There are the two main applications of VRPs:
Sweeping VRPs: the automatic transfer of money between accounts held in the same name. Users would set the conditions i.e., “if current account balance at Bank A falls to £100, transfer £500 from Bank B”. The Competition and Markets Authority (CMA) has mandated that the 9 banks under the CMA Order implement VRPs for sweeping and see the ability to move money between accounts to earn a higher rate of interest, or access cheaper credit as essential enablers of smarter finance. And as they could protect consumers from unnecessary overdraft fees, regulators expect the transfers to be free.
Commercial VRPs: similar to a Direct Debit or card-on-file payments, merchants authorise third-party Payment Initiation Service Providers (PISP) to initiate payments from their customers’ accounts, enabling them to deliver a seamless, embedded payment experience – for example, via wallets that use VRPs to pay directly from bank accounts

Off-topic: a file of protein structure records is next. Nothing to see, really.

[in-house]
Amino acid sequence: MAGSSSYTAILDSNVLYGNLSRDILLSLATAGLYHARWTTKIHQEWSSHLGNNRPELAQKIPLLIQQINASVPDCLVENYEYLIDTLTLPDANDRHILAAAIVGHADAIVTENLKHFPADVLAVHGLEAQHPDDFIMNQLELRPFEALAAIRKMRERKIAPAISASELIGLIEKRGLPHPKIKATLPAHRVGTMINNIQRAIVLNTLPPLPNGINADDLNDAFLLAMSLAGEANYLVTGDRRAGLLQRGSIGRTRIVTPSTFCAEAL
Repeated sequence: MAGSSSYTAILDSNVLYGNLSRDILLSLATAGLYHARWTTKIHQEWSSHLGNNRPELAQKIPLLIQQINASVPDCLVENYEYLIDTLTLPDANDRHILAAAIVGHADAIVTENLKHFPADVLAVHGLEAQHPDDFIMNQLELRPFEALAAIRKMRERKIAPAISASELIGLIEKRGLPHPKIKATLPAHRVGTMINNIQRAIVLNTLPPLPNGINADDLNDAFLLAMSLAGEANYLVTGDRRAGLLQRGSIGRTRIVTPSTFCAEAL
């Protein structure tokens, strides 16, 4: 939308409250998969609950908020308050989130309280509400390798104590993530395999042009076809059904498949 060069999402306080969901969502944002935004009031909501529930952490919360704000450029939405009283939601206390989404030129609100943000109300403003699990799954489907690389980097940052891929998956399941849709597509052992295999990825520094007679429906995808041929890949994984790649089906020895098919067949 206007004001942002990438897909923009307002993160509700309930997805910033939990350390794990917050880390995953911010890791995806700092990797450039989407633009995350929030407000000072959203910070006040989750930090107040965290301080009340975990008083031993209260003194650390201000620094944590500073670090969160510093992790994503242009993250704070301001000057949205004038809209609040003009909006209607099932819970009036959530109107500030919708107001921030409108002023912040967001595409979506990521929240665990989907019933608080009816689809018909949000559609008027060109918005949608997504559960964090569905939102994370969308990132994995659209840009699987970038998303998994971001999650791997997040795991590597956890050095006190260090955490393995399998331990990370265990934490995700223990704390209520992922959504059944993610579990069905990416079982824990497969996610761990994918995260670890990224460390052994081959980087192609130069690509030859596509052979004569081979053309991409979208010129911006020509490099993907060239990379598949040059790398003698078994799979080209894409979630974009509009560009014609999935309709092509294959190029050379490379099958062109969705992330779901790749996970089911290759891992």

VRPs could help unlock significant value for consumers and small and medium-sized businesses (SME) in the form of:
- Lower overdraft costs: 20 million consumers and 1 million SMEs could save up to £600 million a year
- Better interest rates: up to 40 million consumers and 6 million SMEs could benefit up to £1,200 million each year
- Increase in financial resilience: up to 11 million consumers could start a saving habit.
VRPs offer the potential to transform payments using familiar payment rails with safe and simple authentication technology. They provide merchants with a flexible alternative to Direct Debits or cards, offer lower fees, no chargebacks, immediate settlement, reduced risk of fraud and enhanced control for consumers. This could potentially see VRPs used for several types of recurring payments i.e., household bills, subscriptions, or lodged/card on file payments. Though not a new concept, VRPs could be seen as the missing part of Open Banking.